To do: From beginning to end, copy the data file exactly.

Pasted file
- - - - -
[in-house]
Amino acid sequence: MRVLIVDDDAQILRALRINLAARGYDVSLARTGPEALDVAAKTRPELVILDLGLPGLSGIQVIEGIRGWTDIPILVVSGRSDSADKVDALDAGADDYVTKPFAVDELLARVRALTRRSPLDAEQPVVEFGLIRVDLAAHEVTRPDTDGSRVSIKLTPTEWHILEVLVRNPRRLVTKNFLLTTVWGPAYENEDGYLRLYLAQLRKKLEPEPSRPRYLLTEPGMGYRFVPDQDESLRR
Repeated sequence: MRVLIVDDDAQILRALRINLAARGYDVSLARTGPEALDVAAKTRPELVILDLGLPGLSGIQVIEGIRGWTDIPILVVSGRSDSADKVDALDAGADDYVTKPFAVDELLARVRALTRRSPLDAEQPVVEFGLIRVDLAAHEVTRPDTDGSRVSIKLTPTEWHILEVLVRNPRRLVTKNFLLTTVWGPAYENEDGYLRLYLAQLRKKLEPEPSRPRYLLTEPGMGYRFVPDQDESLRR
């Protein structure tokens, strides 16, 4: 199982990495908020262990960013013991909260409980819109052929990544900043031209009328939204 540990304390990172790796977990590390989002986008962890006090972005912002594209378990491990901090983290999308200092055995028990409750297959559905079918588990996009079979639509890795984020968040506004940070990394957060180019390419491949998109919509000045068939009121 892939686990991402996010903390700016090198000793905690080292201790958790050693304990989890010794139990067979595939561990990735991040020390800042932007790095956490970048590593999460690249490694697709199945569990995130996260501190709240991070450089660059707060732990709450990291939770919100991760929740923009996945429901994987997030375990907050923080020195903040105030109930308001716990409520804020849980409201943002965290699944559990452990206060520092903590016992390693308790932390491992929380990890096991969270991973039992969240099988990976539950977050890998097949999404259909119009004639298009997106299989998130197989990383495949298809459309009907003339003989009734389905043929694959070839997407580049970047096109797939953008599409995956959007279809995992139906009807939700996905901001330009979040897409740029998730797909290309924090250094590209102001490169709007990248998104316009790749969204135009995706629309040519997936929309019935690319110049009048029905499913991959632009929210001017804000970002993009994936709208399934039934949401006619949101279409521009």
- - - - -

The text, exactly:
[in-house]
Amino acid sequence: MRVLIVDDDAQILRALRINLAARGYDVSLARTGPEALDVAAKTRPELVILDLGLPGLSGIQVIEGIRGWTDIPILVVSGRSDSADKVDALDAGADDYVTKPFAVDELLARVRALTRRSPLDAEQPVVEFGLIRVDLAAHEVTRPDTDGSRVSIKLTPTEWHILEVLVRNPRRLVTKNFLLTTVWGPAYENEDGYLRLYLAQLRKKLEPEPSRPRYLLTEPGMGYRFVPDQDESLRR
Repeated sequence: MRVLIVDDDAQILRALRINLAARGYDVSLARTGPEALDVAAKTRPELVILDLGLPGLSGIQVIEGIRGWTDIPILVVSGRSDSADKVDALDAGADDYVTKPFAVDELLARVRALTRRSPLDAEQPVVEFGLIRVDLAAHEVTRPDTDGSRVSIKLTPTEWHILEVLVRNPRRLVTKNFLLTTVWGPAYENEDGYLRLYLAQLRKKLEPEPSRPRYLLTEPGMGYRFVPDQDESLRR
């Protein structure tokens, strides 16, 4: 199982990495908020262990960013013991909260409980819109052929990544900043031209009328939204 540990304390990172790796977990590390989002986008962890006090972005912002594209378990491990901090983290999308200092055995028990409750297959559905079918588990996009079979639509890795984020968040506004940070990394957060180019390419491949998109919509000045068939009121 892939686990991402996010903390700016090198000793905690080292201790958790050693304990989890010794139990067979595939561990990735991040020390800042932007790095956490970048590593999460690249490694697709199945569990995130996260501190709240991070450089660059707060732990709450990291939770919100991760929740923009996945429901994987997030375990907050923080020195903040105030109930308001716990409520804020849980409201943002965290699944559990452990206060520092903590016992390693308790932390491992929380990890096991969270991973039992969240099988990976539950977050890998097949999404259909119009004639298009997106299989998130197989990383495949298809459309009907003339003989009734389905043929694959070839997407580049970047096109797939953008599409995956959007279809995992139906009807939700996905901001330009979040897409740029998730797909290309924090250094590209102001490169709007990248998104316009790749969204135009995706629309040519997936929309019935690319110049009048029905499913991959632009929210001017804000970002993009994936709208399934039934949401006619949101279409521009």